What The Election Means For Stuff Techdirt Cares About?
from the probably-not-good... dept
So, with basically all the big predictors predicting a fairly easy Hillary Clinton victory last night, I was planning to write a post explaining the many serious problems with her vague, confusing and mostly empty tech policy proposals — and how there were going to be lots of things to pay attention to and fight for in the next four years. But with the surprise Donald Trump victory, it’s basically even worse, in part, because he has no tech policy at all and on the issues that we care about he’s bad to horrifically terrible.
Here’s a quick look at some of the issues that we care about and where Trump comes down:
- Free speech: Clinton was bad on this, but Trump is the one with the long history of bogus defamation threats and lawsuits — and a promise to open up our libel laws and make it easier to sue for defamation. Say goodbye to any chance of a federal anti-SLAPP law, and watch out for much worse.
- Mass Surveillance: Again, an issue where both candidates were terrible, and both seemed eager to expand mass surveillance and ignore the 4th Amendment. But again, Trump seems to care even less about the possible ramifications of this — and has even suggested that he’d like to use the power to go after his personal enemies, rather than the enemies of the country. And, outside of the Presidential election, the 4th Amendment took a huge blow in two key Senate races as well. Senate Intelligence Committee head Richard Burr, who doesn’t seem to care in the slightest about the 4th Amendment, beat his opponent, who used to run the North Carolina ACLU (an organization that cares deeply about the 4th Amendment). Burr’s victory was likely, but the polls (ha!) were at least close. Up in Wisconsin, however, basically everyone was predicting a return to the Senate for Russ Feingold, the only Senator who voted against the PATRIOT Act and a strong supporter of civil liberties. But in an upset, he lost to incumbent Ron Johnson.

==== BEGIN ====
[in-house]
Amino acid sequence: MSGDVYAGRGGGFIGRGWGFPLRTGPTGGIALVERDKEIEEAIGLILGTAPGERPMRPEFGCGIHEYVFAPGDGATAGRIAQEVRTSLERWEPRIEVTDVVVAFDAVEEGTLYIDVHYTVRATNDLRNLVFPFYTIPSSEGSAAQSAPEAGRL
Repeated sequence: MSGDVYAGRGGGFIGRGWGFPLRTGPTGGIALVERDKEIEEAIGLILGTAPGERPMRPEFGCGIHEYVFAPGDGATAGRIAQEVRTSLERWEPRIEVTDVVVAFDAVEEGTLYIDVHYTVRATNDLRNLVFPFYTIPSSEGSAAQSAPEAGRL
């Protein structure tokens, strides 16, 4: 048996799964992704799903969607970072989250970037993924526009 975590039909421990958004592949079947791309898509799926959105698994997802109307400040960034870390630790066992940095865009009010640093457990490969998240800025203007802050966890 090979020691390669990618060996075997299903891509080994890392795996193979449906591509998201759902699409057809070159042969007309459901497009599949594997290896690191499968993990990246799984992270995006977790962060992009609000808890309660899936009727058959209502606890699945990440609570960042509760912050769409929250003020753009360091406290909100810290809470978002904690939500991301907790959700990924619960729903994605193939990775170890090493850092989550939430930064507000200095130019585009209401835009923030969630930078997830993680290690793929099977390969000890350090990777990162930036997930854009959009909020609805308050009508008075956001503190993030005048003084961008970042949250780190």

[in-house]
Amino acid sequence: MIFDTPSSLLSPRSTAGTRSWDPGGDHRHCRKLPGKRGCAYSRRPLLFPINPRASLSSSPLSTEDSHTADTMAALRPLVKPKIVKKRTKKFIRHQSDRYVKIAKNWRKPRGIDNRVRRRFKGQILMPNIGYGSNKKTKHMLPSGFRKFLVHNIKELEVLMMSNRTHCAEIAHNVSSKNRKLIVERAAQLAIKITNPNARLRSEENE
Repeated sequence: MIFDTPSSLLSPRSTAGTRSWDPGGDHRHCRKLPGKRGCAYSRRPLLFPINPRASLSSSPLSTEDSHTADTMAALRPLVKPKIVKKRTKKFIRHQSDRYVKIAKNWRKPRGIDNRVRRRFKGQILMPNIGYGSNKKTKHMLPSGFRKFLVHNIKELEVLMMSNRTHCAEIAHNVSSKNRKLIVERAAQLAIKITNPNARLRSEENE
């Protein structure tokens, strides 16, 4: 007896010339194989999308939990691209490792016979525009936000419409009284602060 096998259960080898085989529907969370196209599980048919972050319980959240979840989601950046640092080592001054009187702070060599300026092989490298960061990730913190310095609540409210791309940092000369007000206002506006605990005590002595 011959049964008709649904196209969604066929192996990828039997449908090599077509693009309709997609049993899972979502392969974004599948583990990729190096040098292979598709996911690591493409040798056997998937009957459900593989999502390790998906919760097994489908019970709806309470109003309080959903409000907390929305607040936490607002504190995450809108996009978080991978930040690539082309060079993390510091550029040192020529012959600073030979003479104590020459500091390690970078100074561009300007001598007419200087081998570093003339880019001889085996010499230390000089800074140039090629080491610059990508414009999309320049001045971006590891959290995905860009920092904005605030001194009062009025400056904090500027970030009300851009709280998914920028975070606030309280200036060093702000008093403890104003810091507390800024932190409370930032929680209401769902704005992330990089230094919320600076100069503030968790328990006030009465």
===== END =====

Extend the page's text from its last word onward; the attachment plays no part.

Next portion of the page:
- Encryption: I don’t believe Trump weighed in specifically on the whole “going dark” debate, but given his comments on mass surveillance and supporting law enforcement over all else, I’m guessing that the chances of a bill banning encryption just got a hell of a lot stronger. Download some strong encryption software now and learn how to use it, folks.
- Internet Governance/Net Neutrality: It’s just bad. Trump supported a ridiculously dangerous plan based on near total confusion about how the internet works. And I’m guessing this will present a big opportunity for Congress to gut net neutrality as well. Enjoy more power for AT&T and Comcast, folks.
- Copyright: Uh, who the hell knows? I don’t think it’s an issue that Trump has ever remotely weighed in on, but it seems unlikely that he’d surround himself with folks who understand the nuances of copyright policy and its free speech implications.
- Patents: Ditto the copyright statement. Again, I fear that given his previous statements, he’ll focus on using patents for much greater protectionishm, rather than greater innovation.
- High tech immigration: Hahahahahahah.
- Automation, Drones, Future of work, etc: Well, considering how focused Trump was on bringing back obsolete jobs, rather than ever mentioning innovation or how new technologies can change stuff… not expecting good things here either.
- Police brutality: Yeah, another one where Trump has made himself clear that he’s going to side with the police no matter what. That’s not good for basic civil liberties and the rule of law. “Law and order” and due process don’t always go well together.
In short, no matter who won last night, there would be lots of things to be worried about on the kinds of things that we talk about — but with Trump it’s pretty bad. On the issues he’s weighed in on, he’s taken really dangerous positions. On issues he hasn’t, there’s little suggestion that he has the understanding or even the basic intellectual curiousity to understand what’s important about them. I recognize that many of these issues aren’t the key ones that people are worked up about — and they certainly have very little to do with why Trump was elected. But they do matter. Trump has talked about protecting the constitution and making America great again. To do that, it has to mean more than just protecting the 2nd Amendment — and it has to come with supporting actual innovation. That seems a lot less likely right now and that should be a major concern.